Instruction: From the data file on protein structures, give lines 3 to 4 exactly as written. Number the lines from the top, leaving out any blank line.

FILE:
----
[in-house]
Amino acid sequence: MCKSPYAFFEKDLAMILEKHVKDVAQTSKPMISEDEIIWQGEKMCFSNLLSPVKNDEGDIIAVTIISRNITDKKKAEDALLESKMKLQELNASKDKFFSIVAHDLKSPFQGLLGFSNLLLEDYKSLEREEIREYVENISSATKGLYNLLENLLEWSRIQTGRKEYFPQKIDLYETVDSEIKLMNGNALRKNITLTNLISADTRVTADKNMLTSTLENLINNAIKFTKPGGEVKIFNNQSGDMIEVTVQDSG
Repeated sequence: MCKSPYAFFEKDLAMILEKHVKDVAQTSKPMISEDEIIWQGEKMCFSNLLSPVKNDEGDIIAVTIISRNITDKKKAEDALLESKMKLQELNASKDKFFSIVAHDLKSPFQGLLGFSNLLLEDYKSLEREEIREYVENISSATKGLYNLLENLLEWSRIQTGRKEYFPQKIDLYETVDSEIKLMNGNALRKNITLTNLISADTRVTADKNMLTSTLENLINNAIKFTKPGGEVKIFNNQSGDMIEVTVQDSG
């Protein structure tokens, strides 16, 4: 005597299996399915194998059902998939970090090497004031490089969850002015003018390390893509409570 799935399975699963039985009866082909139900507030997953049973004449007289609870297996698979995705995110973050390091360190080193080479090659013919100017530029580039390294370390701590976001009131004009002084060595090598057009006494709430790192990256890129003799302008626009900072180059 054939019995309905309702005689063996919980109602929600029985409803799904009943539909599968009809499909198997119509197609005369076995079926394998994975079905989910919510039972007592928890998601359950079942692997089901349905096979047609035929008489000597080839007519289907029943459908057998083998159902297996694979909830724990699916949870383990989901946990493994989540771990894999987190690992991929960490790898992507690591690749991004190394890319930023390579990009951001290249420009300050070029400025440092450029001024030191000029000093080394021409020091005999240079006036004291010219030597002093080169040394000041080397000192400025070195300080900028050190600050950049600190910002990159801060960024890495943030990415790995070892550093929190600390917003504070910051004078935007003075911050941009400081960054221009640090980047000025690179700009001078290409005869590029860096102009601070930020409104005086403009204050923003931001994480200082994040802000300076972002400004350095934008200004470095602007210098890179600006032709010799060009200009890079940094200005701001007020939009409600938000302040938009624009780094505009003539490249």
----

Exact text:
Repeated sequence: MCKSPYAFFEKDLAMILEKHVKDVAQTSKPMISEDEIIWQGEKMCFSNLLSPVKNDEGDIIAVTIISRNITDKKKAEDALLESKMKLQELNASKDKFFSIVAHDLKSPFQGLLGFSNLLLEDYKSLEREEIREYVENISSATKGLYNLLENLLEWSRIQTGRKEYFPQKIDLYETVDSEIKLMNGNALRKNITLTNLISADTRVTADKNMLTSTLENLINNAIKFTKPGGEVKIFNNQSGDMIEVTVQDSG
């Protein structure tokens, strides 16, 4: 005597299996399915194998059902998939970090090497004031490089969850002015003018390390893509409570 799935399975699963039985009866082909139900507030997953049973004449007289609870297996698979995705995110973050390091360190080193080479090659013919100017530029580039390294370390701590976001009131004009002084060595090598057009006494709430790192990256890129003799302008626009900072180059 054939019995309905309702005689063996919980109602929600029985409803799904009943539909599968009809499909198997119509197609005369076995079926394998994975079905989910919510039972007592928890998601359950079942692997089901349905096979047609035929008489000597080839007519289907029943459908057998083998159902297996694979909830724990699916949870383990989901946990493994989540771990894999987190690992991929960490790898992507690591690749991004190394890319930023390579990009951001290249420009300050070029400025440092450029001024030191000029000093080394021409020091005999240079006036004291010219030597002093080169040394000041080397000192400025070195300080900028050190600050950049600190910002990159801060960024890495943030990415790995070892550093929190600390917003504070910051004078935007003075911050941009400081960054221009640090980047000025690179700009001078290409005869590029860096102009601070930020409104005086403009204050923003931001994480200082994040802000300076972002400004350095934008200004470095602007210098890179600006032709010799060009200009890079940094200005701001007020939009409600938000302040938009624009780094505009003539490249």